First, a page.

However, record holders can request a criminal history record fee waiver by emailing or sending a mail request to the following address:

Records Review Unit
New York Division of Criminal Justice Services
80 South Swan Street, 5th Floor
Albany, NY 12210

If the DCJS approves the waiver, the record holder will not pay any fee to obtain their criminal history record.

It is worth mentioning that third parties can obtain another person's New York public criminal record from the Office of Court Administration (OCA) for $95. However, unlike the DCJS criminal records service, the OCA does not provide fee waiver options.

Are Police Records Public in New York?

Yes, police records are available to the public in New York. Police records are official documents containing details about law enforcement activities. Examples include arrest records, 911 tapes, police blotters, incident/offense records, etc.

However, some police records are confidential and can only be assessed by eligible persons. The exempt records, according to Section 87 of the New York Freedom of Information Law, include:

  • Any record whose disclosure would constitute an unwarranted invasion of personal privacy
  • Any record whose dissemination would interfere with a law enforcement investigation or judicial proceeding
  • Records revealing the identity of a confidential source
  • Records showing confidential information related to a criminal investigation
  • Any record whose disclosure would deprive a person of a right to a fair trial or impartial adjudication
  • Records that reveal criminal investigative techniques or procedures, except routine techniques and procedures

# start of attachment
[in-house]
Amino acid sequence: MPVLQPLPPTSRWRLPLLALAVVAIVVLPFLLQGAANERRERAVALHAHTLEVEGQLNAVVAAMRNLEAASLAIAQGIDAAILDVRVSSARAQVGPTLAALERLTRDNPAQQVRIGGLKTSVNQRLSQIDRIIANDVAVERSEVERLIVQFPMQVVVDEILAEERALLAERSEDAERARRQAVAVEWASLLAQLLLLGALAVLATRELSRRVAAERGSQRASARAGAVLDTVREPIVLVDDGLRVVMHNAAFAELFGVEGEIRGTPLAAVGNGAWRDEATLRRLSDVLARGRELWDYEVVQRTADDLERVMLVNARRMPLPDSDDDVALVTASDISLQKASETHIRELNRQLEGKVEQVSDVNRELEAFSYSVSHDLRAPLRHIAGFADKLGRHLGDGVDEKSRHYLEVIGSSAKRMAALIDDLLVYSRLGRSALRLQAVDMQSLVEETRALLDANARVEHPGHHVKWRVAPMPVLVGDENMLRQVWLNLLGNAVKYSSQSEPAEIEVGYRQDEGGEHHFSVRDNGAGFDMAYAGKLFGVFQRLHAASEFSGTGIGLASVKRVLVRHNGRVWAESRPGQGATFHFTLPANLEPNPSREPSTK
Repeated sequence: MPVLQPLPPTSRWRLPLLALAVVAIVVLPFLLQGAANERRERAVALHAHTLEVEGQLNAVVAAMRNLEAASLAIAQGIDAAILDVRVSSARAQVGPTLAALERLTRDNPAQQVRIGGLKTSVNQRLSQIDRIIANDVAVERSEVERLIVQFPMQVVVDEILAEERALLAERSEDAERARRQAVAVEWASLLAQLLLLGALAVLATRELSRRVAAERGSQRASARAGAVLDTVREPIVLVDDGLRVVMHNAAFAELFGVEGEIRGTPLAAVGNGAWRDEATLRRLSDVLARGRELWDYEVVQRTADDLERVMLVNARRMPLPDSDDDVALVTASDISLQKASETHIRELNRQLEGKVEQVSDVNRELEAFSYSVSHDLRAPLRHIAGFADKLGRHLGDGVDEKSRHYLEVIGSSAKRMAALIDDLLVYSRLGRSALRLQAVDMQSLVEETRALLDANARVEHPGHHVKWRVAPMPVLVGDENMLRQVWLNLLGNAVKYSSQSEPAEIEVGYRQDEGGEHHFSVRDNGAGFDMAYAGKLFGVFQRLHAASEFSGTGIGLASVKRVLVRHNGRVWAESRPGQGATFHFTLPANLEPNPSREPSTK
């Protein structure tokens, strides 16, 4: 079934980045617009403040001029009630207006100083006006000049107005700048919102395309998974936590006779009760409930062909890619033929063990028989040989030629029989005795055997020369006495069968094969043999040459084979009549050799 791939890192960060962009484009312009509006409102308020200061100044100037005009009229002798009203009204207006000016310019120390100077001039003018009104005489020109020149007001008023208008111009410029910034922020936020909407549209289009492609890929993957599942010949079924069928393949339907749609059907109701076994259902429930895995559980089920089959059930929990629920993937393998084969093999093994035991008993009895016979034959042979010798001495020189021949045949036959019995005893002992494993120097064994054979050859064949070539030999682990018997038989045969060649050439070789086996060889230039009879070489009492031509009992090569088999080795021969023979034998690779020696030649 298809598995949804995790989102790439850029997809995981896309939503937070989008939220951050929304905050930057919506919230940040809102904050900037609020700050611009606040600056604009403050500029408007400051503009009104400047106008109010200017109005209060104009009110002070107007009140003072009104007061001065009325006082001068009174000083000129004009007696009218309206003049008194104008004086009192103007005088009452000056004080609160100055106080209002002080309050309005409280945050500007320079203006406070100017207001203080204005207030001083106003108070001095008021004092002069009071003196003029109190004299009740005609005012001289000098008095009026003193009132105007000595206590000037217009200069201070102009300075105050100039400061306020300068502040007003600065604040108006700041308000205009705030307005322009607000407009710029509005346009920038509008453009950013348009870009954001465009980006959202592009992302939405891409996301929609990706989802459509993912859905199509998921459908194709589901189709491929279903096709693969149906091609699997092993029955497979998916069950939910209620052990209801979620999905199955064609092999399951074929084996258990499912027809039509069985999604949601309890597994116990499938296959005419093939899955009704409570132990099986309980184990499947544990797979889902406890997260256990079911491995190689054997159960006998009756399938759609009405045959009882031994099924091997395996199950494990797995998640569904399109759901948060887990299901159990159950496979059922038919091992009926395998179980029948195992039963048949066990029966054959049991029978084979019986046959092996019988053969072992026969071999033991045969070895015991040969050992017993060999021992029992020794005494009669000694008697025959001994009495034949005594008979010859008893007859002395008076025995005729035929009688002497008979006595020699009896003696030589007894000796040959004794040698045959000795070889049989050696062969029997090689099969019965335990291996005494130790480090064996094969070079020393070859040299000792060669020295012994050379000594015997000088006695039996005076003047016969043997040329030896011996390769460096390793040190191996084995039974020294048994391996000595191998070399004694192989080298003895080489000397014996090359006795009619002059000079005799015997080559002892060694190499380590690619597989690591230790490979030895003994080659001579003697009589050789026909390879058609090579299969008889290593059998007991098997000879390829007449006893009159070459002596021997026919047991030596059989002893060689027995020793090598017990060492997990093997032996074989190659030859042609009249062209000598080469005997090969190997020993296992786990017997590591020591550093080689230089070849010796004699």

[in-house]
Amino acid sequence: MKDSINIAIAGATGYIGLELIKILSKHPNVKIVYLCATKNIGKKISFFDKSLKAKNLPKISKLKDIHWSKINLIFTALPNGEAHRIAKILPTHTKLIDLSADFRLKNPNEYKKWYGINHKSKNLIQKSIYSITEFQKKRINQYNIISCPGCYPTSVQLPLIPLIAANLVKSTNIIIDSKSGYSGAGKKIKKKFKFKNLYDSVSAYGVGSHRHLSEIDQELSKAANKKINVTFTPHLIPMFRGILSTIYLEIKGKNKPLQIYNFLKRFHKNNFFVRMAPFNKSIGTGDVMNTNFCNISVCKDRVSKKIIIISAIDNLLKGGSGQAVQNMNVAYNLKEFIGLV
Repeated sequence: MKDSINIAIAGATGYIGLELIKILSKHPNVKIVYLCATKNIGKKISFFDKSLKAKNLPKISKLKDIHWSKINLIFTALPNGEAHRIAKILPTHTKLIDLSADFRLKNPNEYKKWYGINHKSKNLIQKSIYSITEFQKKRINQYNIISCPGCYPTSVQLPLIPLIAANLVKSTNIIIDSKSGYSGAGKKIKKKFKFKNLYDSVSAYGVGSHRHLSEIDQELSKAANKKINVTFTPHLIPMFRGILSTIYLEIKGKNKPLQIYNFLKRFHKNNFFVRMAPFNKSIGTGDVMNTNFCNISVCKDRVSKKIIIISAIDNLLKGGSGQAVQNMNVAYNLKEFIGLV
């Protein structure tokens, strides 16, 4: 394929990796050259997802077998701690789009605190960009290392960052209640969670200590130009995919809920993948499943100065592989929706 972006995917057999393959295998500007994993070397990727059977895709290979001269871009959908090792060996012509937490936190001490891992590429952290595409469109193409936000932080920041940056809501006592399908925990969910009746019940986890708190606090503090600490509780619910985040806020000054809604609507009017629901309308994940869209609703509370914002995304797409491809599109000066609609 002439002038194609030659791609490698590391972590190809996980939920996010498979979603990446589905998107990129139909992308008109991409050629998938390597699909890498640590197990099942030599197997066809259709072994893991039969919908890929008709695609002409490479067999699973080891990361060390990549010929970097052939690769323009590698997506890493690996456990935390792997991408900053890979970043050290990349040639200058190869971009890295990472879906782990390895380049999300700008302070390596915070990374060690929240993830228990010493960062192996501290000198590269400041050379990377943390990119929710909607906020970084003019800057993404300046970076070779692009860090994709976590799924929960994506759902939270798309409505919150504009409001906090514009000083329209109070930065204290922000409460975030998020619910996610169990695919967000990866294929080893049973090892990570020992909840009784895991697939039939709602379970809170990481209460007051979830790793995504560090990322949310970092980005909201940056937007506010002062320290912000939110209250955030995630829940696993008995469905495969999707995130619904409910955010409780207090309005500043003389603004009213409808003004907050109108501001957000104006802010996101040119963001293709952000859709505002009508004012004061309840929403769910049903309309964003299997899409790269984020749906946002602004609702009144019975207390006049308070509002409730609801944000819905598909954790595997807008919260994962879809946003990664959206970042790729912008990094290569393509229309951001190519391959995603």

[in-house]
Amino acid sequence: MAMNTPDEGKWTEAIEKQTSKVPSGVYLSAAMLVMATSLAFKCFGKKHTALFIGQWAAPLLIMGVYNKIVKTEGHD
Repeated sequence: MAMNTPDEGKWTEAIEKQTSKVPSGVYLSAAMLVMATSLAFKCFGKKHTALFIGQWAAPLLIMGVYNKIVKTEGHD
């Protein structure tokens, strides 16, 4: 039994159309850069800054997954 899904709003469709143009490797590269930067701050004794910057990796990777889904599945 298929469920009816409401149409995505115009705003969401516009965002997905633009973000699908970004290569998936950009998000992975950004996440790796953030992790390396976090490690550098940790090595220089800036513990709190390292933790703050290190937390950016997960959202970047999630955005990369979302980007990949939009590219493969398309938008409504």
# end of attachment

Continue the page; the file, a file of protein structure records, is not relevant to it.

• Records that may endanger the life or safety of any person

How to Obtain Police Records in New York

At the state level, individuals can obtain public police records from the New York State Police (NYSP) by providing the following information:

  • Requestor information, including a name, phone number, city, and mailing address
  • Record information, such as the incident number, type, date, time, location, and the names or dates of birth of the parties involved.

Requesters can submit these Freedom of Information Law (FOIL) requests online or by forwarding a completed New York State Police FOIL Request Form by mail or email to:

New York State Police
Attn: Records Access Officer
1220 Washington Avenue, Building 22
Albany, NY 12226-2252

Record seekers must also pay a $15 fee per record and 25 cents for each additional page (not over 9 "x14"). However, additional fees may apply based on the type and preparation of records requested.

Interested persons can also contact their local police departments to obtain police records. The procedures for requesting police records are often outlined on the police department's website.

Are Police Reports Public Record in New York?

A police report is an official document describing an event, incident, or crime. It usually contains the names of victims and witnesses, offense timelines and circumstances, and other pertinent facts. Generally, police reports help law enforcement officers investigate criminal and non-criminal incidents and serve as evidence during court proceedings. Examples of police reports produced in New York include: